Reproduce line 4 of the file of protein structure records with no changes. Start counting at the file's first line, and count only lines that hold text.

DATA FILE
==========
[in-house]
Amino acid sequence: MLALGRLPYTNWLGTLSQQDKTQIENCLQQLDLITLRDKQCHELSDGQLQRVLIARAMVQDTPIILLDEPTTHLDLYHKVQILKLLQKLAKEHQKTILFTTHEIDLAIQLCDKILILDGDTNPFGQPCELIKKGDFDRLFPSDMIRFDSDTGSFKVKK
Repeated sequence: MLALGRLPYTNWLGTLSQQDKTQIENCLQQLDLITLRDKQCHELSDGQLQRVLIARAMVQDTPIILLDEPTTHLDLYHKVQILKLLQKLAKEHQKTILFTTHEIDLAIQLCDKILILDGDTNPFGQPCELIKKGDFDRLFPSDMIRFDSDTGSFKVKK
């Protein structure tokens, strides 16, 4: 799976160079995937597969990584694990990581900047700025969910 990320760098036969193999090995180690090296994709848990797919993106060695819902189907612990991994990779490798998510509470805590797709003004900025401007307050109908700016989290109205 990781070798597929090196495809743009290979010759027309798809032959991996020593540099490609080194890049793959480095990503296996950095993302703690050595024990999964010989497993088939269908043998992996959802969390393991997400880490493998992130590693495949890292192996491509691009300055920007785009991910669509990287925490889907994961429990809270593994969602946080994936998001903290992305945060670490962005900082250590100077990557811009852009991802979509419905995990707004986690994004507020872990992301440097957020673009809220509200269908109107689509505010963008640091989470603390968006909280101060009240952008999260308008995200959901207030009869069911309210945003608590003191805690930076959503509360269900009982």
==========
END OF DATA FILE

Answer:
């Protein structure tokens, strides 16, 4: 799976160079995937597969990584694990990581900047700025969910 990320760098036969193999090995180690090296994709848990797919993106060695819902189907612990991994990779490798998510509470805590797709003004900025401007307050109908700016989290109205 990781070798597929090196495809743009290979010759027309798809032959991996020593540099490609080194890049793959480095990503296996950095993302703690050595024990999964010989497993088939269908043998992996959802969390393991997400880490493998992130590693495949890292192996491509691009300055920007785009991910669509990287925490889907994961429990809270593994969602946080994936998001903290992305945060670490962005900082250590100077990557811009852009991802979509419905995990707004986690994004507020872990992301440097957020673009809220509200269908109107689509505010963008640091989470603390968006909280101060009240952008999260308008995200959901207030009869069911309210945003608590003191805690930076959503509360269900009982």